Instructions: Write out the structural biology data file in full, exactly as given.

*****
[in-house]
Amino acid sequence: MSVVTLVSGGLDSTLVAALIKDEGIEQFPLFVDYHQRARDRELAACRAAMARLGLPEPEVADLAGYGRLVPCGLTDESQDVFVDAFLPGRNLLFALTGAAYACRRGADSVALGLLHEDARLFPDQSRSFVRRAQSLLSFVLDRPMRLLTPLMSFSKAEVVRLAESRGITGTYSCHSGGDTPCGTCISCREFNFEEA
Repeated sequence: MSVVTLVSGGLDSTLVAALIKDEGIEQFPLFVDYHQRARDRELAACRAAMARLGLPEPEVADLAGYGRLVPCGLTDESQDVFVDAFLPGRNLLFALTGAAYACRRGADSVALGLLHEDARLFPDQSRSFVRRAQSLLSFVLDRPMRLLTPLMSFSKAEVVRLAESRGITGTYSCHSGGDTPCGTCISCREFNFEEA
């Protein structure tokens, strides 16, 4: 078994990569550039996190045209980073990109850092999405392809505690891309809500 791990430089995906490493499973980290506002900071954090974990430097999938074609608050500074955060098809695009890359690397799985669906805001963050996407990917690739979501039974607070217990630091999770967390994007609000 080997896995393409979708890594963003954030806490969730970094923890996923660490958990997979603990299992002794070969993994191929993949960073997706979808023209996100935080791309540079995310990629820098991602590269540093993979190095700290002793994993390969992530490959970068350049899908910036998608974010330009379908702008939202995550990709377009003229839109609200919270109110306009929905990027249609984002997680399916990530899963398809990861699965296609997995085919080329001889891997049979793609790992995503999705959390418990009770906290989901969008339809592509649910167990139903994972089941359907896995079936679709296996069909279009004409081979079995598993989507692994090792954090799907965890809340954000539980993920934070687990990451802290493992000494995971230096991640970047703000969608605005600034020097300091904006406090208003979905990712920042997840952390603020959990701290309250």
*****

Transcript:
[in-house]
Amino acid sequence: MSVVTLVSGGLDSTLVAALIKDEGIEQFPLFVDYHQRARDRELAACRAAMARLGLPEPEVADLAGYGRLVPCGLTDESQDVFVDAFLPGRNLLFALTGAAYACRRGADSVALGLLHEDARLFPDQSRSFVRRAQSLLSFVLDRPMRLLTPLMSFSKAEVVRLAESRGITGTYSCHSGGDTPCGTCISCREFNFEEA
Repeated sequence: MSVVTLVSGGLDSTLVAALIKDEGIEQFPLFVDYHQRARDRELAACRAAMARLGLPEPEVADLAGYGRLVPCGLTDESQDVFVDAFLPGRNLLFALTGAAYACRRGADSVALGLLHEDARLFPDQSRSFVRRAQSLLSFVLDRPMRLLTPLMSFSKAEVVRLAESRGITGTYSCHSGGDTPCGTCISCREFNFEEA
């Protein structure tokens, strides 16, 4: 078994990569550039996190045209980073990109850092999405392809505690891309809500 791990430089995906490493499973980290506002900071954090974990430097999938074609608050500074955060098809695009890359690397799985669906805001963050996407990917690739979501039974607070217990630091999770967390994007609000 080997896995393409979708890594963003954030806490969730970094923890996923660490958990997979603990299992002794070969993994191929993949960073997706979808023209996100935080791309540079995310990629820098991602590269540093993979190095700290002793994993390969992530490959970068350049899908910036998608974010330009379908702008939202995550990709377009003229839109609200919270109110306009929905990027249609984002997680399916990530899963398809990861699965296609997995085919080329001889891997049979793609790992995503999705959390418990009770906290989901969008339809592509649910167990139903994972089941359907896995079936679709296996069909279009004409081979079995598993989507692994090792954090799907965890809340954000539980993920934070687990990451802290493992000494995971230096991640970047703000969608605005600034020097300091904006406090208003979905990712920042997840952390603020959990701290309250």